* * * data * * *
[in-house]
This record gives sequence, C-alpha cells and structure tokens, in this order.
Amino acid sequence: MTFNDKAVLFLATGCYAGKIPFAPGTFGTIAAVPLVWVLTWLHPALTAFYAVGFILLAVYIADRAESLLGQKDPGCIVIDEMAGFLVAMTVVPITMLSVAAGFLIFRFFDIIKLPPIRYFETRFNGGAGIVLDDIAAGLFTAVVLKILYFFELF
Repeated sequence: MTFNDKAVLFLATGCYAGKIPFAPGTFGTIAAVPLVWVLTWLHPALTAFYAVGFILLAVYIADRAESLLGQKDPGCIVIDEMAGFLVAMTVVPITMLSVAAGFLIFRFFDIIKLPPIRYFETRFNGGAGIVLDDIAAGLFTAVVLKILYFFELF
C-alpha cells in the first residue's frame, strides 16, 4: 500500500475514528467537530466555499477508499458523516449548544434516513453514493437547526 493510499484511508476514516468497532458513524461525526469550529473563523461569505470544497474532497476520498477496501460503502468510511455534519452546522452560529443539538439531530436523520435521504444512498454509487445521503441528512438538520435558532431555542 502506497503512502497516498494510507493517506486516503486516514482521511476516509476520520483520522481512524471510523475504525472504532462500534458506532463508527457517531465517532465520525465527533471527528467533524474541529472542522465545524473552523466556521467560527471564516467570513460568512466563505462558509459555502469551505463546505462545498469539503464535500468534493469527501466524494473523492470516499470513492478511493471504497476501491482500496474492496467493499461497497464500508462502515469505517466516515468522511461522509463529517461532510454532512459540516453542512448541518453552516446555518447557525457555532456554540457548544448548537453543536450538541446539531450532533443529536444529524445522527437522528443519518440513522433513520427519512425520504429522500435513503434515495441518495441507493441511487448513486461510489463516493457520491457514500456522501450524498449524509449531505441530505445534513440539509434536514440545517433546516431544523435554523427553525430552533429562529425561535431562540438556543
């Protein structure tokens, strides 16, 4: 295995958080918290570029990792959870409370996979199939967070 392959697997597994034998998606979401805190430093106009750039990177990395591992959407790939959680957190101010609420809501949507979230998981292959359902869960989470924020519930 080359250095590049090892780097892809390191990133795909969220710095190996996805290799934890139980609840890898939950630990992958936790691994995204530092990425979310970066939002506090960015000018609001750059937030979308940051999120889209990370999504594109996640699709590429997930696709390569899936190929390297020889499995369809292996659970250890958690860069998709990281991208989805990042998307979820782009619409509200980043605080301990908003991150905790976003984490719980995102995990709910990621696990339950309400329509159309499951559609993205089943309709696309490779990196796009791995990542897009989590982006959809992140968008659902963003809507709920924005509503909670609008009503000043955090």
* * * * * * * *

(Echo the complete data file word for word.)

[in-house]
This record gives sequence, C-alpha cells and structure tokens, in this order.
Amino acid sequence: MTFNDKAVLFLATGCYAGKIPFAPGTFGTIAAVPLVWVLTWLHPALTAFYAVGFILLAVYIADRAESLLGQKDPGCIVIDEMAGFLVAMTVVPITMLSVAAGFLIFRFFDIIKLPPIRYFETRFNGGAGIVLDDIAAGLFTAVVLKILYFFELF
Repeated sequence: MTFNDKAVLFLATGCYAGKIPFAPGTFGTIAAVPLVWVLTWLHPALTAFYAVGFILLAVYIADRAESLLGQKDPGCIVIDEMAGFLVAMTVVPITMLSVAAGFLIFRFFDIIKLPPIRYFETRFNGGAGIVLDDIAAGLFTAVVLKILYFFELF
C-alpha cells in the first residue's frame, strides 16, 4: 500500500475514528467537530466555499477508499458523516449548544434516513453514493437547526 493510499484511508476514516468497532458513524461525526469550529473563523461569505470544497474532497476520498477496501460503502468510511455534519452546522452560529443539538439531530436523520435521504444512498454509487445521503441528512438538520435558532431555542 502506497503512502497516498494510507493517506486516503486516514482521511476516509476520520483520522481512524471510523475504525472504532462500534458506532463508527457517531465517532465520525465527533471527528467533524474541529472542522465545524473552523466556521467560527471564516467570513460568512466563505462558509459555502469551505463546505462545498469539503464535500468534493469527501466524494473523492470516499470513492478511493471504497476501491482500496474492496467493499461497497464500508462502515469505517466516515468522511461522509463529517461532510454532512459540516453542512448541518453552516446555518447557525457555532456554540457548544448548537453543536450538541446539531450532533443529536444529524445522527437522528443519518440513522433513520427519512425520504429522500435513503434515495441518495441507493441511487448513486461510489463516493457520491457514500456522501450524498449524509449531505441530505445534513440539509434536514440545517433546516431544523435554523427553525430552533429562529425561535431562540438556543
């Protein structure tokens, strides 16, 4: 295995958080918290570029990792959870409370996979199939967070 392959697997597994034998998606979401805190430093106009750039990177990395591992959407790939959680957190101010609420809501949507979230998981292959359902869960989470924020519930 080359250095590049090892780097892809390191990133795909969220710095190996996805290799934890139980609840890898939950630990992958936790691994995204530092990425979310970066939002506090960015000018609001750059937030979308940051999120889209990370999504594109996640699709590429997930696709390569899936190929390297020889499995369809292996659970250890958690860069998709990281991208989805990042998307979820782009619409509200980043605080301990908003991150905790976003984490719980995102995990709910990621696990339950309400329509159309499951559609993205089943309709696309490779990196796009791995990542897009989590982006959809992140968008659902963003809507709920924005509503909670609008009503000043955090």